Staff from the Hip Fracture Unit at the Royal Berkshire NHS Foundation Trust have won a national HSJ Value in Healthcare award for their work in transforming hip fracture care at the hospital. They won first place in the Trauma and Orthopaedics category, announced on 24 May 2016. The HSJ - or Health Service Journal – is a leading health service magazine.
The hip service began as a liaison service in 2004 but has grown into a dedicated 24 bedded hip fracture unit and achieved one of the best scores in the region for meeting all the Royal College of Physicians’ criteria for best practice.
Members of the team who collected the most sought after accolade in British healthcare on behalf of colleagues said: “We are delighted that the service has been recognised as best in the category.”
“The unit and its multi-disciplinary approach has really improved patient outcomes,” continued Dr Apurba Chatterjee, Consultant Orthogeriatrican.
“Patients are now mobile one day after surgery which means they can leave hospital ad return home sooner, helping to reduce our overall length of stay figures. We have also reduced the length of time it takes to transfer a patient from A&E to the unit and are ahead of the national average.”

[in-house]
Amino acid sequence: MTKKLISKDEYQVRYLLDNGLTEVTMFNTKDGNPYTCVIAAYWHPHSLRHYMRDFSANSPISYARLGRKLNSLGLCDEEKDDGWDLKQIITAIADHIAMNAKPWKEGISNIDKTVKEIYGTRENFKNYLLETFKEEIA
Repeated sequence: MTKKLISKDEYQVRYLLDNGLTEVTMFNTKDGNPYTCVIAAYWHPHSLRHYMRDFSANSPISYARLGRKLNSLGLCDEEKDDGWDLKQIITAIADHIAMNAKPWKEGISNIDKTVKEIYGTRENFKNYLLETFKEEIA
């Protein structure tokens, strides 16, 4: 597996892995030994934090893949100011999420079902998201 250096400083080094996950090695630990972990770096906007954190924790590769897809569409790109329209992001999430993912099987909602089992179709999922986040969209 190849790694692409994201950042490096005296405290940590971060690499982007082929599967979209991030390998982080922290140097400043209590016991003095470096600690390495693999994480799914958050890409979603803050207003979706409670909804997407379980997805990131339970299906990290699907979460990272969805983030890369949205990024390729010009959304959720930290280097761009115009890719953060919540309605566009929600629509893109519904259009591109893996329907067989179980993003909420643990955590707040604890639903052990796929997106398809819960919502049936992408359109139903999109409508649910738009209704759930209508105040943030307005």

As well as improving the patient experience the unit has also provided the nursing team with the opportunity to develop specialist skills.
Helen Mallock, Sister said: “All nursing staff on the unit have received special training on pre and post op care for patients with hip fractures. Patients are admitted straight from our Emergency Department and need to be assessed, prepared for theatre, and cared for immediately post op on the unit.
“The whole team has worked extremely hard to get to where we are today. While patients are recovering from the operation, therapists offer falls prevention advice, and as part of their rehabilitation are given the opportunity to use a Wii Fit to help with their strength and balance. The unit also has a dedicated ‘care crew’ who lead activities for patients who may have memory problems or conditions such as dementia.”
The Trust was one of the vanguard of hospitals to follow recommendations from the National Hip Fracture Database (NHFD) in 2007. The “new thinking” at that time brought together anaesthetic consultants, surgeons, trauma practitioners, therapists and the orthogeriatricians, into an updated way of bringing patients’ treatment together in a new hip fracture patient pathway. This led to remarkable progress in hip fracture care with improvement in preoperative assessments, reducing the time to surgery, improved bone health and decreased length of stay.
In the last 12 month period reported, 422 patients have been treated in the unit. The unit has reduced the time it takes to get from the A&E to the Orthopaedic ward from over 10 hours to just over 6 hours. The percentage of patients mobile on the first day after their surgery has improved from 54.3 % ( 2014-15) to 80.6% (2015-16). The average length of stay in hospital has reduced from 19.3 days (2014) to 15.2 days (2015).